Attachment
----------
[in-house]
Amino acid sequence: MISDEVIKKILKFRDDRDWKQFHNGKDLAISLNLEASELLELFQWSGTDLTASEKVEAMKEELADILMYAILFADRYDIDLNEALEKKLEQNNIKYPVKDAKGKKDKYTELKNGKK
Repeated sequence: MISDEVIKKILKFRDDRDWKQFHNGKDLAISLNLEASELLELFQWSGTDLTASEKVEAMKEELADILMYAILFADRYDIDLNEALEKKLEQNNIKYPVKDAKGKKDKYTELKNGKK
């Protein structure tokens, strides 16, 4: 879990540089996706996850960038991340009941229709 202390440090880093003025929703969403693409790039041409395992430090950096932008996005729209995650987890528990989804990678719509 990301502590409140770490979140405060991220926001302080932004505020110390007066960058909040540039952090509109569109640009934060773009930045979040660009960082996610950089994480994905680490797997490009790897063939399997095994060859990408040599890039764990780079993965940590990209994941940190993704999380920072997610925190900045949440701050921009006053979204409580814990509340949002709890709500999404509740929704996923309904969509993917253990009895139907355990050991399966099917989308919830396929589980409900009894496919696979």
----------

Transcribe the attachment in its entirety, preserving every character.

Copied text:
[in-house]
Amino acid sequence: MISDEVIKKILKFRDDRDWKQFHNGKDLAISLNLEASELLELFQWSGTDLTASEKVEAMKEELADILMYAILFADRYDIDLNEALEKKLEQNNIKYPVKDAKGKKDKYTELKNGKK
Repeated sequence: MISDEVIKKILKFRDDRDWKQFHNGKDLAISLNLEASELLELFQWSGTDLTASEKVEAMKEELADILMYAILFADRYDIDLNEALEKKLEQNNIKYPVKDAKGKKDKYTELKNGKK
């Protein structure tokens, strides 16, 4: 879990540089996706996850960038991340009941229709 202390440090880093003025929703969403693409790039041409395992430090950096932008996005729209995650987890528990989804990678719509 990301502590409140770490979140405060991220926001302080932004505020110390007066960058909040540039952090509109569109640009934060773009930045979040660009960082996610950089994480994905680490797997490009790897063939399997095994060859990408040599890039764990780079993965940590990209994941940190993704999380920072997610925190900045949440701050921009006053979204409580814990509340949002709890709500999404509740929704996923309904969509993917253990009895139907355990050991399966099917989308919830396929589980409900009894496919696979």